Anti-intellectualism has been a constant thread winding its way
through our political and cultural life, nurtured by the false notion
that democracy means that my ignorance is just as good as your
knowledge. – – Isaac Asimov
Ignorance, lack of knowledge, is one of the realities which surprised me most after I came to America. American education excels many others in its development of creativity and individuality, but it also takes away too much time from students to expand their knowledge in both width and depth.
You can decide what you want to learn and do at school. It seems to have emphasized democracy and individual-based freedom. However, if these democracy and freedom are not based on sufficient knowledge, that means the students don’t know enough before they make choices, any choice is just a blind pick. For instance, if a student chooses art, because he seems to have great interest and even talent in art, before he knows anything about other sciences, this random choice doesn’t prove any democracy or freedom. Another example, freedom of speech should be given to the people who have knowledge about what he should say, not to an ignorant person who rambles whatever comes into his mouth.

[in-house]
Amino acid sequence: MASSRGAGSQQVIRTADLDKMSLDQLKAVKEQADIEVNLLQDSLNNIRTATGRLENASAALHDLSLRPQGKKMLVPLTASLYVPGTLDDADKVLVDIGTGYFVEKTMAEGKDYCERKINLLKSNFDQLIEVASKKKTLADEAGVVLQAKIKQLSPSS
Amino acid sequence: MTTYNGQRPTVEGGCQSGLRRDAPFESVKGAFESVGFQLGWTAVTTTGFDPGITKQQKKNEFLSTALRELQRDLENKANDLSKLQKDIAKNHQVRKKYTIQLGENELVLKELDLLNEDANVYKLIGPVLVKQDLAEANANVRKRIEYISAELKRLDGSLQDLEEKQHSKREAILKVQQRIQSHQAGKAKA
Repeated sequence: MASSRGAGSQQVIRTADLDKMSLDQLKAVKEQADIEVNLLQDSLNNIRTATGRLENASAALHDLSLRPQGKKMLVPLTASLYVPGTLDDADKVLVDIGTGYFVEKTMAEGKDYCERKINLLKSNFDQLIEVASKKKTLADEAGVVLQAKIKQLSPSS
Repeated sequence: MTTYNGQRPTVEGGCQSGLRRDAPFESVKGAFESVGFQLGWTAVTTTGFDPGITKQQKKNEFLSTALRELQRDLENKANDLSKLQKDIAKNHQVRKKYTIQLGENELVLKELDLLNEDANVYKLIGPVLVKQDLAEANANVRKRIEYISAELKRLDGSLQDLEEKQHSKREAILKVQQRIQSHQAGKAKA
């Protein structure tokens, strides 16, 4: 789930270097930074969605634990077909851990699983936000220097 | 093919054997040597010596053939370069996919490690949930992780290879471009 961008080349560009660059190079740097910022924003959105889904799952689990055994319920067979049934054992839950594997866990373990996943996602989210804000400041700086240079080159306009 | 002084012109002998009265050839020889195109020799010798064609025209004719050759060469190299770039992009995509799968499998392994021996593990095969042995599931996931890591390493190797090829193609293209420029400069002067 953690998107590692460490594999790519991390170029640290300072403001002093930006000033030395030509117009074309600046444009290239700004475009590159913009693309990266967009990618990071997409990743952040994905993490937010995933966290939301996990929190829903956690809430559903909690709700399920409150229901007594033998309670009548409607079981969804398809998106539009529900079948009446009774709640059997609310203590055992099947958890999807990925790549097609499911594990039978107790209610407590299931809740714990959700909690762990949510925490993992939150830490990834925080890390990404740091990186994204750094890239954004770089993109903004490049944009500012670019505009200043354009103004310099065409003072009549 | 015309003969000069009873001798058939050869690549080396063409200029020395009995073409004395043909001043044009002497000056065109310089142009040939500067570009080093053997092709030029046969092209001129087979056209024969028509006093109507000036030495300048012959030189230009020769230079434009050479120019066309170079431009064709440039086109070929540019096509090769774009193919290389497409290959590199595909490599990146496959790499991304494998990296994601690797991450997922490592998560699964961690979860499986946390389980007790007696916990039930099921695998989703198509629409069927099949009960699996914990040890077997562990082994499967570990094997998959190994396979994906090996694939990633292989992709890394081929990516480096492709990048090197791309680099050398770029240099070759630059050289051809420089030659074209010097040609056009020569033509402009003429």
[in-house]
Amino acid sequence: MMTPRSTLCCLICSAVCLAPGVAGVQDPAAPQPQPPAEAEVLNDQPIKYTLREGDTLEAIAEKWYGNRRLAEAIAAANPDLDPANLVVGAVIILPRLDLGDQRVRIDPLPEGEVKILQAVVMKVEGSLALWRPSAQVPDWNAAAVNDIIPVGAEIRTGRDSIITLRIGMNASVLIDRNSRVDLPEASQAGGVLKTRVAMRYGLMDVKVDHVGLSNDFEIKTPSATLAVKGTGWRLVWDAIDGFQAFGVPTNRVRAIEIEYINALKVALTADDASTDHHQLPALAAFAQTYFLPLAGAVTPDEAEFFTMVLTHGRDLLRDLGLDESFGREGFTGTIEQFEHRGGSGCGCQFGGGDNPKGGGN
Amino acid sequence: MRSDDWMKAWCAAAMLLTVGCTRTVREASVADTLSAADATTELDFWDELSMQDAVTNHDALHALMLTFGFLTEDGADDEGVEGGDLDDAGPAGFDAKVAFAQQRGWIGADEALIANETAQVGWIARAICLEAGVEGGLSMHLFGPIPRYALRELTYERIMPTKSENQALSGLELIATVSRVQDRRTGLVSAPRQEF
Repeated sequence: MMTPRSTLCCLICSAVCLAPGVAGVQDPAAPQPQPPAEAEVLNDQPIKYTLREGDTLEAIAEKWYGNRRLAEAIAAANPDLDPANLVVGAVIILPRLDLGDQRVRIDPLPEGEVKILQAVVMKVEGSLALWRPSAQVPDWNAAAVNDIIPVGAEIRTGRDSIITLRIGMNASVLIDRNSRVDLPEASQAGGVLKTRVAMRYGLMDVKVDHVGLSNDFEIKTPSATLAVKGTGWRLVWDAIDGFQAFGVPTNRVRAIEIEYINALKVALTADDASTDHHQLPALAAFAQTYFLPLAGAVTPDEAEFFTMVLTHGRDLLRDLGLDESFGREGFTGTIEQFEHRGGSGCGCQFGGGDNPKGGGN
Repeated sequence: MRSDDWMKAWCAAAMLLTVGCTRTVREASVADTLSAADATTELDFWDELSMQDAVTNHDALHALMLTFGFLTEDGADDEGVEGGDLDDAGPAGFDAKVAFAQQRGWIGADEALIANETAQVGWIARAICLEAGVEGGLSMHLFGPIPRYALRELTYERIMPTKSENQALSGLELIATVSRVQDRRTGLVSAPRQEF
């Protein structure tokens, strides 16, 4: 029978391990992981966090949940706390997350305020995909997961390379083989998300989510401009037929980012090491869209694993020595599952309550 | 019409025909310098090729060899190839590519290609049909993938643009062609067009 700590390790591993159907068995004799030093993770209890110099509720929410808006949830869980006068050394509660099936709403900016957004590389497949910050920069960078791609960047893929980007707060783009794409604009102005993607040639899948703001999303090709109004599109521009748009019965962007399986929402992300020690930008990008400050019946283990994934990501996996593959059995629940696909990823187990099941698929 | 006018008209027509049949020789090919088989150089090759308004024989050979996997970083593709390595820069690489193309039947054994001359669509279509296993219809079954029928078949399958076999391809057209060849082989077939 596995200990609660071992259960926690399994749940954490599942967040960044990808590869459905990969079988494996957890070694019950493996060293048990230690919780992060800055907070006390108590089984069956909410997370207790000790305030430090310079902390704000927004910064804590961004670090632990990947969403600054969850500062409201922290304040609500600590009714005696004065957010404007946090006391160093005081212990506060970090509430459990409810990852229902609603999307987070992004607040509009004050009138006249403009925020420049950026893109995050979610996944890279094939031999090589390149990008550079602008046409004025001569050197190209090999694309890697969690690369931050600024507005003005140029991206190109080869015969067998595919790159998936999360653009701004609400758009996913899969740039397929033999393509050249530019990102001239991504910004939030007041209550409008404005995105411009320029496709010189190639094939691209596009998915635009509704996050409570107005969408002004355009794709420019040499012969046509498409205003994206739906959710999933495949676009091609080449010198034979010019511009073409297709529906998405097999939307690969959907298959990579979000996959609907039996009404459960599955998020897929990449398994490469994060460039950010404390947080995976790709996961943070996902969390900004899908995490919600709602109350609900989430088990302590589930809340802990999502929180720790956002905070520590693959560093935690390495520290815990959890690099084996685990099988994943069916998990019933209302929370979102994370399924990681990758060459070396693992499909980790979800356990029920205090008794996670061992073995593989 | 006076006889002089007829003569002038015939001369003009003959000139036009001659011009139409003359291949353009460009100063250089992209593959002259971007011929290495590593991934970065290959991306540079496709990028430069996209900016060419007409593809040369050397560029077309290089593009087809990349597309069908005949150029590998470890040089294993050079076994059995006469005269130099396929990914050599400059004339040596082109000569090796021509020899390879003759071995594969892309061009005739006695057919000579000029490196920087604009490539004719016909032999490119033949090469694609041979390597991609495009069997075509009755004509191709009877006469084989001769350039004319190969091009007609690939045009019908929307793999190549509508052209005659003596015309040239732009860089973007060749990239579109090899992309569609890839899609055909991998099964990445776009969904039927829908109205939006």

Therefore, democracy and freedom should be given only to knowledgeable people, and any person who crave for democracy and freedom should get themselves well educated first.
Anti-intellectualism actually is anti-democracy and anti-freedom.
***Question: Is there anyone who thinks that the quotion in the above picture might be wrongly formulated? Should it be opposite?
While I do agree with you, I have one tiny quibble. The Lack of knowledge or information denotes a lack of schooling or reading, but it does not by any means denote a lack of intelligence. Assuming that since someone doesn’t know something, they shall never know, or never want to know it, decries in itself an inherent anti-intellectualism: If you don’t know it, don’t bother learning it.
Ignorance, as is my personal belief, is a lack of wisdom or a staunch unwillingness to gain knowledge. Freedom and Democracy are not founded on the fact that people are educated, and therefore deserve to make policy decisions, Freedom and Democracy are held up by the fact that we, as a people, CAN learn and CAN gain knowledge without an outside source telling us what to learn.